Ah. My beloved Phoebe. You may remember the post where I explained how Phoebe became a part of the family. She is still such a joy, but I’ll be honest, sometimes it still feels so hard. Don’t get me wrong, there is no part of me that doubts my decision, or regrets a second of keeping her, it’s just that I’ve had to come to terms with the fact that she isn’t perfect, and neither am I.
My family have always been animal lovers – with K9 and feline family members that far outnumber their human familial counterparts. And we’ve mostly adopted from shelters where possible. So I was familiar with the fact that you never really know what you’re going to get, or what effects genes and environment will have on the dogs that they are. In hind sight I now see that we happened to strike the shelter jackpot everytime! I’ve never seen any problems that weren’t simple to overcome with a little TLC and perhaps a short obedience course – until Phoebe.
Wow. Phoebe is the poster doggy for rescue dogs that struggle to shake their past and their fears. But at least I know she isn’t alone in this, and that it’s unfortunately a very common problem with rescue dogs. As I mentioned in my last post, I believe the organisation I adopted her from failed us both in that they never bothered to learn about Phoebe’s personality traits, or did sufficient investigation before or after the adoption, even when I told them I had no idea what I was dealing with and needed help. But there’s no use dwelling on that, Phoebe and I were both up for the challenge!
You see Phoebe is what is referred to as a “reactive dog”. This means that for reasons that include insecurity, inability to socialise positively, fear, or general unease she lunges and snaps at other dogs. Not with full blown aggression and the intention to harm them, but a short, sharp warning through the medium of sharp teeth and a powerful jaw snap that would impress a crocodile!
Before Phoebe, I too was one of those people who silently judged other dog owners whose dogs lunged or barked at passing people or animals. I would stand there shaking my head and smugly congratulate myself on being a much better “parent” than the owners who I thought weren’t interested in putting in effort the of training and socialising properly. Really, I’d think, the only reason your dog is acting out is because you just haven’t tried.
Yup, karma is a bitch – apparently a highly strung reactive one at that!
I knew Phoebe had problems, but I guess I just thought that once we overcame the separation anxiety and she settled in she would become more secure, and the other “problems” like her reactivity would magically disappear like a stray piece of bacon dropped on the floor at breakfast time. We had pushed through the worst of it, established routines and adjusted to socialising slowly and at her own pace. I really thought that it would all be fine. I know that was naïve, but a girl can dream, can’t she?
I eventually had to admit that things weren’t getting better, and that I officially had a dog with ‘special needs’. This is a lot more difficult to admit than you’d think. I once again hit the internet in earnest to research how to handle this and soon realised that the feelings of inadequacy at your ‘failed parenting’ are totally normal and that the only thing to do is to suck it up and find constructive ways around it.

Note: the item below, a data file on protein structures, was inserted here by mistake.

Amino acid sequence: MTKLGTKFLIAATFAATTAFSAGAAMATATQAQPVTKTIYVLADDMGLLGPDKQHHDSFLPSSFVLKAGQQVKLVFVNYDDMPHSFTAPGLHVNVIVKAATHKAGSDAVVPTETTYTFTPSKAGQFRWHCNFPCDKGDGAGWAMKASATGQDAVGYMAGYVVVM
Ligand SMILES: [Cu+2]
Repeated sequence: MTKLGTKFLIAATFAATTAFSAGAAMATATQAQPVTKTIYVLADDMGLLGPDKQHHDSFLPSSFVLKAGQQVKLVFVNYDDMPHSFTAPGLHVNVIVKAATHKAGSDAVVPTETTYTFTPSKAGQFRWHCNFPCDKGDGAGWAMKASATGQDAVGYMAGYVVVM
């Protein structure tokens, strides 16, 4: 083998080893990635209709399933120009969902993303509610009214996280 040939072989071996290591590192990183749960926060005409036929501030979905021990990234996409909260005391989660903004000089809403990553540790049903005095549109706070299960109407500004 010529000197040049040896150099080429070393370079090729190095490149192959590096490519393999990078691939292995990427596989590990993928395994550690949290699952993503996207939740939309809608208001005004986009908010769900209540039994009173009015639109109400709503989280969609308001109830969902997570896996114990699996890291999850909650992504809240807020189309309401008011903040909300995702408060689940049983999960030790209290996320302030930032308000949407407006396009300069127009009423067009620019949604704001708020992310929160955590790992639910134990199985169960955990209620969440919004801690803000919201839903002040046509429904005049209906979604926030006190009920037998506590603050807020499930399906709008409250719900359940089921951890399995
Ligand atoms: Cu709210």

In my search I found this excellent post that sums up the emotional journey of coming to terms with parenting a reactive dog: Five Phases of Reactive Dog Ownership. According to these phases, I currently place myself on Phase 3: Panic, edging ever closer to Phase 4: Progress.
It’s tough, but I am lucky enough to be working with an experienced behaviourist who inspires me with confidence. I know a major part of what’s blocking our success is my own fear. I trust her advice completely, but I struggle to follow what seems like totally counter-intuitive advice – I mean, c’mon… if she’s snapping at other dogs near her I should slacken or drop the lead? Are you sure?! No matter how many times it gets explained to me that it’s the lead that makes her edgy and more reactive (which rationally makes 100% sense) all I can picture is her breaking free and being the cause of a dog fight that ends with blood (Phoebe’s and the other dog’s), tears (mine) and hysteria (me, and then Phoebe’s when she sees that if I’m upset she must surely get hysterical too) and then I’ll be hunted down by angry villagers wielding pitchforks and demanding my dogs untimely demise… *INHALE*. See? My brain knows I’m getting good advice, but it also screams NOOOO! But like I said, we’re working on it.
And until I manage to get there, I can unashamedly say that Pheobe and I are going through a mountain of treats-as-distractions every week, and we’re using the coping mechanisms mentioned in this great post: How to live with a dog-reactive dog and not lose your shit: An (im)practical guide. She perfectly describes the daily ordeals of laughing, crying, loving, and most important of all, becoming a ninja!
If you’re dealing with a reactive dog, all I can say is that you’re not alone! And make sure you find some professional help to teach you how to overcome this with your dog in a positive, controlled way. By not getting help, you are depriving yourself, and your own ‘Phoebe’s’ a chance at happiness!
And once you get tired of being a ninja, this poster is a great start at learning how to best deal with the reactive dog in a positive way.